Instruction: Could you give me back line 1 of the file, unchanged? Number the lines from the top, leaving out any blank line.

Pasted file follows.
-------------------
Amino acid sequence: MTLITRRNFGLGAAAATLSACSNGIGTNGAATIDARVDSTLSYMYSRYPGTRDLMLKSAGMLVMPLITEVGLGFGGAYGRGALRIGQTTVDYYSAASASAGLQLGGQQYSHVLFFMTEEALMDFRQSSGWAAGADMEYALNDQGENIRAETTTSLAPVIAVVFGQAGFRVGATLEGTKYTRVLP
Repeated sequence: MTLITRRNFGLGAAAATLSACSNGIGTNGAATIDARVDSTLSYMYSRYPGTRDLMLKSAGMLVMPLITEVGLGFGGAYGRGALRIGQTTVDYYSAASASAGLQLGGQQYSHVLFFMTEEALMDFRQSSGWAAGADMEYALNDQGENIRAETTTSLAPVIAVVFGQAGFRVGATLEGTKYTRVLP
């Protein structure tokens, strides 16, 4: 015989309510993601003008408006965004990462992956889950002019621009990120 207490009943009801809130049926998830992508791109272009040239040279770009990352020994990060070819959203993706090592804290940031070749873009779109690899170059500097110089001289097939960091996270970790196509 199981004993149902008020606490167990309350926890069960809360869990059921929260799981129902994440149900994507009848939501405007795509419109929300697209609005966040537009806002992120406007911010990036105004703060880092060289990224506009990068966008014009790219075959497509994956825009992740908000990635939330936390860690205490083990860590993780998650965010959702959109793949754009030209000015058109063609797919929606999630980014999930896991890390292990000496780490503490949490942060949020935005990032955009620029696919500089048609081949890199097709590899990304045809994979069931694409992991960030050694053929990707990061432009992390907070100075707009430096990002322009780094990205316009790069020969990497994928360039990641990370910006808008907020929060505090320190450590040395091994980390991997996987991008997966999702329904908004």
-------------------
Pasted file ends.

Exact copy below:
Amino acid sequence: MTLITRRNFGLGAAAATLSACSNGIGTNGAATIDARVDSTLSYMYSRYPGTRDLMLKSAGMLVMPLITEVGLGFGGAYGRGALRIGQTTVDYYSAASASAGLQLGGQQYSHVLFFMTEEALMDFRQSSGWAAGADMEYALNDQGENIRAETTTSLAPVIAVVFGQAGFRVGATLEGTKYTRVLP